The twentieth century has been marked by several genocidal enterprises. In 1899-1902, the United States was closely associated with the genocide of 3 million people in the Philippines[1]. In 1907, King Leopold of Belgium led an army that killed over 10 million people in Congo[2]. In 1915, Turkey carried out the genocide of a million Armenians [3]. Between 1941 and 1944, Germany committed the genocide of 6 million Jews[4] and several thousand Roma[5], not forgetting the genocidal logic at the heart of the Lebensraum project at the expense of the Slavs. Many also recall Rwanda[6].
The 1948 UN definition of genocide (“Convention on the Prevention and Punishment of the Crime of Genocide”) is very clear and has been around for a long time. It was adopted 75 years ago[7]. Article II states: “ In the present Convention, genocide means any of the following acts committed with intent to destroy, in whole or in part, a national, ethnical, racial or religious group, as such: (a) Killing members of the group; (b) Causing serious bodily or mental harm to members of the group; (c) Deliberately inflicting on the group conditions of life calculated to bring about its physical destruction in whole or in part;(d) Imposing measures intended to prevent births within the group; (e) Forcibly transferring children of the group to another group.”

The facts

The operation of October 7 gave rise to violence on the part of certain fighters belonging to the armed wing of Hamas. Hamas is first and foremost a political party elected in 2006. Its armed wing is waging a legitimate struggle against the occupying power, but this does not preclude the possibility that certain elements within this group may have committed war crimes. Even so, the testimonies of Israelis interviewed after the events reveal that the Israeli army, firing in panic at the attackers, killed an unknown number of Israelis[8].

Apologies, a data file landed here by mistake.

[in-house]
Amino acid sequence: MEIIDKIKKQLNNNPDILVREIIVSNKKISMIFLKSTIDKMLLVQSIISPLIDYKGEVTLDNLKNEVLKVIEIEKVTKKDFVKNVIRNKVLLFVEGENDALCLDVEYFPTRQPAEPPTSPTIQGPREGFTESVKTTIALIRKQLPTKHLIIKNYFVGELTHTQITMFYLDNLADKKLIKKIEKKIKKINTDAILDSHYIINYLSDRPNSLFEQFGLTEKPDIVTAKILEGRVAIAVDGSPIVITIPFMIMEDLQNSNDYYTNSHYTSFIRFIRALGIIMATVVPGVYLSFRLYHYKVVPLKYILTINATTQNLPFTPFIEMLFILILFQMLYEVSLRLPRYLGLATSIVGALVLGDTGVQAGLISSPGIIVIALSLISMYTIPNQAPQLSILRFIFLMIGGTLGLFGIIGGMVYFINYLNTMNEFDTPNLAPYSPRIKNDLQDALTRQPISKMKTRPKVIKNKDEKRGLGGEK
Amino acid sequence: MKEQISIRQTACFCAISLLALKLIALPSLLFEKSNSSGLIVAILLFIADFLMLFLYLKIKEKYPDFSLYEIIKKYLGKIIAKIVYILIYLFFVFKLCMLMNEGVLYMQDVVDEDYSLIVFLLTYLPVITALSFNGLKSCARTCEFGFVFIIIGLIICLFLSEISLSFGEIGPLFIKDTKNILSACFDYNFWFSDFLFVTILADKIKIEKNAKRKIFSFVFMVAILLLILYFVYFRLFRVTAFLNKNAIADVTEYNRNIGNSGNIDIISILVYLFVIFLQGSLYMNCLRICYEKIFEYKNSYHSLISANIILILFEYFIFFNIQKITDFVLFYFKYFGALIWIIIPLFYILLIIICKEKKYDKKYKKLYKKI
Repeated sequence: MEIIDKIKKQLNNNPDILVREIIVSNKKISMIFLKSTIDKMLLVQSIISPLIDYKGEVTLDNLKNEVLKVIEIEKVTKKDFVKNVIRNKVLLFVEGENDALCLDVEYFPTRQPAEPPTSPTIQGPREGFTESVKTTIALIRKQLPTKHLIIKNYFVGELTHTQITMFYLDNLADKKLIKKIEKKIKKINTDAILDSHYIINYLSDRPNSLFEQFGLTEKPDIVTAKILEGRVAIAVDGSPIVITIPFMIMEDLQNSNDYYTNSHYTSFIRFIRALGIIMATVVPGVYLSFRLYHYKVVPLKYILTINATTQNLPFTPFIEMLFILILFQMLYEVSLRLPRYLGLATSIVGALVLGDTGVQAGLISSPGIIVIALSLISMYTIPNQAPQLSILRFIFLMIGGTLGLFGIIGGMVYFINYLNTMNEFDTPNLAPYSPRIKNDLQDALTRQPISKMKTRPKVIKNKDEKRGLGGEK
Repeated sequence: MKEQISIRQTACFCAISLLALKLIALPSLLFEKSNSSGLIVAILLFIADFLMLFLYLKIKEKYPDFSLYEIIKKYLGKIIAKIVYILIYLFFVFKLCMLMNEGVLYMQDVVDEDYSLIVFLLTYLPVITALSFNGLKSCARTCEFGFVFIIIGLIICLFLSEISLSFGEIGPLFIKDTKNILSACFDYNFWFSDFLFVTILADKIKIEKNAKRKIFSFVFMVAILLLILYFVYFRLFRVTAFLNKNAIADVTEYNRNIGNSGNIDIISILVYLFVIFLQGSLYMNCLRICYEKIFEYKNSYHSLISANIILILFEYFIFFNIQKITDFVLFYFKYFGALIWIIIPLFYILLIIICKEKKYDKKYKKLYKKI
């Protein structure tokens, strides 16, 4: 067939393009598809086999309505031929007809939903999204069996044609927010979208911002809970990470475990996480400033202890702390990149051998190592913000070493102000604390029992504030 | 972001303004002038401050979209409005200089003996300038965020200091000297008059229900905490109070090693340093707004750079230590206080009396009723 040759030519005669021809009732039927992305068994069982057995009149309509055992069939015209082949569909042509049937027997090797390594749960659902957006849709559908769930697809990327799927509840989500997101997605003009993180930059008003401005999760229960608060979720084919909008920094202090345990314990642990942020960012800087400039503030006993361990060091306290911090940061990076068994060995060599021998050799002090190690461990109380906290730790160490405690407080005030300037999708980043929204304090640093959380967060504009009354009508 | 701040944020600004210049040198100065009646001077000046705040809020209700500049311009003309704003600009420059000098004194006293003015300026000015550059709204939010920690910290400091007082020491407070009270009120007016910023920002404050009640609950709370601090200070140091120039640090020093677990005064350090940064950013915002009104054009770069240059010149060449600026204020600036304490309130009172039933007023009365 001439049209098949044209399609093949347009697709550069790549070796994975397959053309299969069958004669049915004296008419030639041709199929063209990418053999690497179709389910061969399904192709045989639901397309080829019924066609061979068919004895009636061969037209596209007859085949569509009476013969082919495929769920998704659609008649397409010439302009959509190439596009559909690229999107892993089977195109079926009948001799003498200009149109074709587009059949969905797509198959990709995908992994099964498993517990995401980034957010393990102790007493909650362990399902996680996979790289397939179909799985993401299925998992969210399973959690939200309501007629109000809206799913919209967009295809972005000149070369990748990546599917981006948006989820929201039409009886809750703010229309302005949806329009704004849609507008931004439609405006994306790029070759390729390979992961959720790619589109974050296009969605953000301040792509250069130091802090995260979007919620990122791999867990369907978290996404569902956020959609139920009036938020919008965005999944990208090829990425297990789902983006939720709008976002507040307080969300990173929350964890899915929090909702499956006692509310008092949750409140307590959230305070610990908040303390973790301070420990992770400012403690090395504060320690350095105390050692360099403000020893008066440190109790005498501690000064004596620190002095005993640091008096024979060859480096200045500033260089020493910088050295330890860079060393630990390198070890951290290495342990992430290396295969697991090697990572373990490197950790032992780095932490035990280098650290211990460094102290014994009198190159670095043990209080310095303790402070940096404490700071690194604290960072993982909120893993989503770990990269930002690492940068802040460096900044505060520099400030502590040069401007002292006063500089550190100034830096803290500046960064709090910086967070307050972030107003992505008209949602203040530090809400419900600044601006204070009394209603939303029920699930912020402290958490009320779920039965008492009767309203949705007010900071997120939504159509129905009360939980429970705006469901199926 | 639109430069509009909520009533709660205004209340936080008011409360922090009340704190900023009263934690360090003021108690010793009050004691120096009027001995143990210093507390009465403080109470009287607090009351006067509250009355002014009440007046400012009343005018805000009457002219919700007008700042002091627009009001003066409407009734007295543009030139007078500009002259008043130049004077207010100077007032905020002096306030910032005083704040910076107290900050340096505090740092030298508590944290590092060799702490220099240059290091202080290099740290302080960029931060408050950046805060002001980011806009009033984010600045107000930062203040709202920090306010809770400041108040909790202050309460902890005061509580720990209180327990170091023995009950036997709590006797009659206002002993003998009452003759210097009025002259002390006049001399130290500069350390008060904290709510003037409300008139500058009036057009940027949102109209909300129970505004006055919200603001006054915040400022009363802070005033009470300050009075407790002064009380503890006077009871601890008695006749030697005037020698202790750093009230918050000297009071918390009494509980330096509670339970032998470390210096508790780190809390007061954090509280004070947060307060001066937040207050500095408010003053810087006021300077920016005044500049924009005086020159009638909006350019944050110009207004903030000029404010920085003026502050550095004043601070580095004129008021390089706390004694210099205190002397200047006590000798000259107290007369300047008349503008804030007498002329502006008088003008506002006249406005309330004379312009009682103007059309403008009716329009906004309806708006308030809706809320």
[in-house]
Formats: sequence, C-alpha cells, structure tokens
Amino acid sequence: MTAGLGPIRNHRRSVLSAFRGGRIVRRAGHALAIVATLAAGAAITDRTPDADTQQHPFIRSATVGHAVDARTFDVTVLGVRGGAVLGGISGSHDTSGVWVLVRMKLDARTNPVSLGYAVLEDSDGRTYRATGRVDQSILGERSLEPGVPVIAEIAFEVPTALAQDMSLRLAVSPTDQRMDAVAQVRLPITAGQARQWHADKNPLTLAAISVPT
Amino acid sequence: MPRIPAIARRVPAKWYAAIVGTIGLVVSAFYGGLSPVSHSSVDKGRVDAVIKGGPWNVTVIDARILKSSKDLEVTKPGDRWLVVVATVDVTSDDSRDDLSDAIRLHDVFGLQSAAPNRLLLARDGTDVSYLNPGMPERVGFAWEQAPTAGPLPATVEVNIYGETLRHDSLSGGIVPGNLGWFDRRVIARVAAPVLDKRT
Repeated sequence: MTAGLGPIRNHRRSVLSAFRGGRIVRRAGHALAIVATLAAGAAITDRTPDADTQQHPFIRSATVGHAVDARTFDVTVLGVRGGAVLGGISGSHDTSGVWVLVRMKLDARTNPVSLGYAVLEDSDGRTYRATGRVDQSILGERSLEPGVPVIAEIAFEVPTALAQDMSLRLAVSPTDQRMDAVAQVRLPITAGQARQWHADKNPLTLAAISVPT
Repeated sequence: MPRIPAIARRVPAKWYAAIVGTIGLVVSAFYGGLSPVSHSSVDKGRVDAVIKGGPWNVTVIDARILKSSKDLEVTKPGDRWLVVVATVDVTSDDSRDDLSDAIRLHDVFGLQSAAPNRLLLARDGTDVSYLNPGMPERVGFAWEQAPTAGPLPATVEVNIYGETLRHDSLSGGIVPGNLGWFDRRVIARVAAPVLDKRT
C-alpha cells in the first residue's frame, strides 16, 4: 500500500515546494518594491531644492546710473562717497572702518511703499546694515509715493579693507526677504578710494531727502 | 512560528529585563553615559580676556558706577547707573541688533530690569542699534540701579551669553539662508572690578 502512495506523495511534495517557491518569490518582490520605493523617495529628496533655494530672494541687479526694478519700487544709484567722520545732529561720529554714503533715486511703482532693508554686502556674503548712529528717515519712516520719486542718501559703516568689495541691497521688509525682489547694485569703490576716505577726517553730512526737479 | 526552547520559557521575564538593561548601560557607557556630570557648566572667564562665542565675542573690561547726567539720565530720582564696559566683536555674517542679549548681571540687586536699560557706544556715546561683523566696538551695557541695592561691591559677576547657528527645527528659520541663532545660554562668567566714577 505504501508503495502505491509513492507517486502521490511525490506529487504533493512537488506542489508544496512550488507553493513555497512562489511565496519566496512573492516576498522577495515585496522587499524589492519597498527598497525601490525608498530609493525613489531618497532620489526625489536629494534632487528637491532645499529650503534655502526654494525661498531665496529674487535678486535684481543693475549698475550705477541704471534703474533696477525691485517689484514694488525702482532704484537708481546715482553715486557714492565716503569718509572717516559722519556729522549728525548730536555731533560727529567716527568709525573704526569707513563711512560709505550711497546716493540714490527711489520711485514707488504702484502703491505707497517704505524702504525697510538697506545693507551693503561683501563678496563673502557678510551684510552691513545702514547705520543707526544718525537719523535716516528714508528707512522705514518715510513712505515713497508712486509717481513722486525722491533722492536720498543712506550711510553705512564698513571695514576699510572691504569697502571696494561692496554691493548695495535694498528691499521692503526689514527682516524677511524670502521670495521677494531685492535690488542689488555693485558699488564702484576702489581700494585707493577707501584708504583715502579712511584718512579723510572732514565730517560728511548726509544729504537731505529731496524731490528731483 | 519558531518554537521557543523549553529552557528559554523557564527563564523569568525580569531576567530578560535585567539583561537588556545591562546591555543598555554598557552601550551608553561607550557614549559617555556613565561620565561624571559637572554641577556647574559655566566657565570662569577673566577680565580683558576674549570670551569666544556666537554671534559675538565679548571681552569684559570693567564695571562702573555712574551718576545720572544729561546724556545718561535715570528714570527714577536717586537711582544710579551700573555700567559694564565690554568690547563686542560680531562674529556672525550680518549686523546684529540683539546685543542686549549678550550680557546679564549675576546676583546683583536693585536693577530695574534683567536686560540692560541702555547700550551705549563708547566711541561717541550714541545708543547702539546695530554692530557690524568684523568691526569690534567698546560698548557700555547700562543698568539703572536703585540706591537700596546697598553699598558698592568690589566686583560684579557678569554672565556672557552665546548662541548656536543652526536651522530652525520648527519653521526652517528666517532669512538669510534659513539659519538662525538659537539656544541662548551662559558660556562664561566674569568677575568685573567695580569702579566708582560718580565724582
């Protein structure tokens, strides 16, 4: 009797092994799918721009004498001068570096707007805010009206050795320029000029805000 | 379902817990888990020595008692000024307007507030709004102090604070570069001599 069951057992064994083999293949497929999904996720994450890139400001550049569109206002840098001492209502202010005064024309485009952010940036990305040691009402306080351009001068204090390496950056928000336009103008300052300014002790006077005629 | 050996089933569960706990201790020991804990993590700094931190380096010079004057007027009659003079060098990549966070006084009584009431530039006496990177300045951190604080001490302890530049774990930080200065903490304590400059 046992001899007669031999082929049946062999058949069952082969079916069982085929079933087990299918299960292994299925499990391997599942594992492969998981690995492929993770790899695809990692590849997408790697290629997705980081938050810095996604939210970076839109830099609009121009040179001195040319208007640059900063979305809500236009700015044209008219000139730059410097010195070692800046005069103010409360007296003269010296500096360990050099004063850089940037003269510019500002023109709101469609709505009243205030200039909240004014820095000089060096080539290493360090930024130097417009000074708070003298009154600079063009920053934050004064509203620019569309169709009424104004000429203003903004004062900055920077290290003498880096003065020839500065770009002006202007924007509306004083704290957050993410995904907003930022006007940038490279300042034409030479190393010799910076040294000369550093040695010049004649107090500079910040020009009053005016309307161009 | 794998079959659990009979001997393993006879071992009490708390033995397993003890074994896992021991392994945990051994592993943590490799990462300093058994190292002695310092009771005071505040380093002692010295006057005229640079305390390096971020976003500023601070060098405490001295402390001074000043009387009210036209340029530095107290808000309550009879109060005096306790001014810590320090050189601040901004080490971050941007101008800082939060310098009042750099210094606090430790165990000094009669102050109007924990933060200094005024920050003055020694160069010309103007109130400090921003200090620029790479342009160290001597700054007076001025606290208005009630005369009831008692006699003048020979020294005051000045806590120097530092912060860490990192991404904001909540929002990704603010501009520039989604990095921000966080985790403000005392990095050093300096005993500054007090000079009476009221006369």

All aspects of the retaliation point to war crimes. Israeli army spokesman Daniel Hagari, writing in the Guardian on October 10, 2023, asserted that the army focuses on damage rather than precision, which is easy to observe and is tantamount to admitting that the bombing is indiscriminate[9].

The Israeli attack was also disproportionate. 10,000 civilians were killed and over a million displaced. Hospitals, ambulances and schools have been targeted.

Mooreover, these are collective punishments, committed in broad daylight, even trumpeted, despite collective punishments are war crimes. This is a far cry from the notion of collateral victims. Quite the opposite. The entire population is targeted in the hope that collateral victims would be those of Hamas.

These atrocities are linked to the process of colonization of Palestine and they aggravate it. But can one go further and speak of genocide? The answer seems likely to be in the affirmative. In light of the UN criteria, it must be admitted that there has indeed been murder of a significant proportion of the members of an ethnic group. There has also been an attack on the physical or mental integrity of members of the group, and intentional subjection of the group to conditions of life calculated to bring about its physical destruction in whole or in part.


Everything points to the presence of elements a), b), and c) of the UN Convention. However, according to William Schabas, it must also be shown that the acts were committed with the intention of attacking the group[10]. As with any crime that is alleged to have been committed, the prosecution must show that the actions were indeed taken with the intent to harm the physical integrity of the group.

The statements made by the Israeli leaders demonstrate genocidal intent. Likud MP Ariel Kallner declared on the very day of the October 7 uprising: “For the moment, we have only one objective: Nakba! A Nakba that will overshadow the Nakba of 1948”.[11]

On October 9, Defense Minister Yoav Gallant stated that a “complete siege” of the Gaza Strip was necessary; “no electricity, no food, no fuel, everything is closed”, he declared: “We are fighting human animals and we are acting accordingly”.[12]

For Major Giora Eiland, former head of Israel’s National Security Council, ” We must put pressure on Gaza so it becomes an area where people cannot live until Hamas is destroyed.” (October 12, 2023)[13]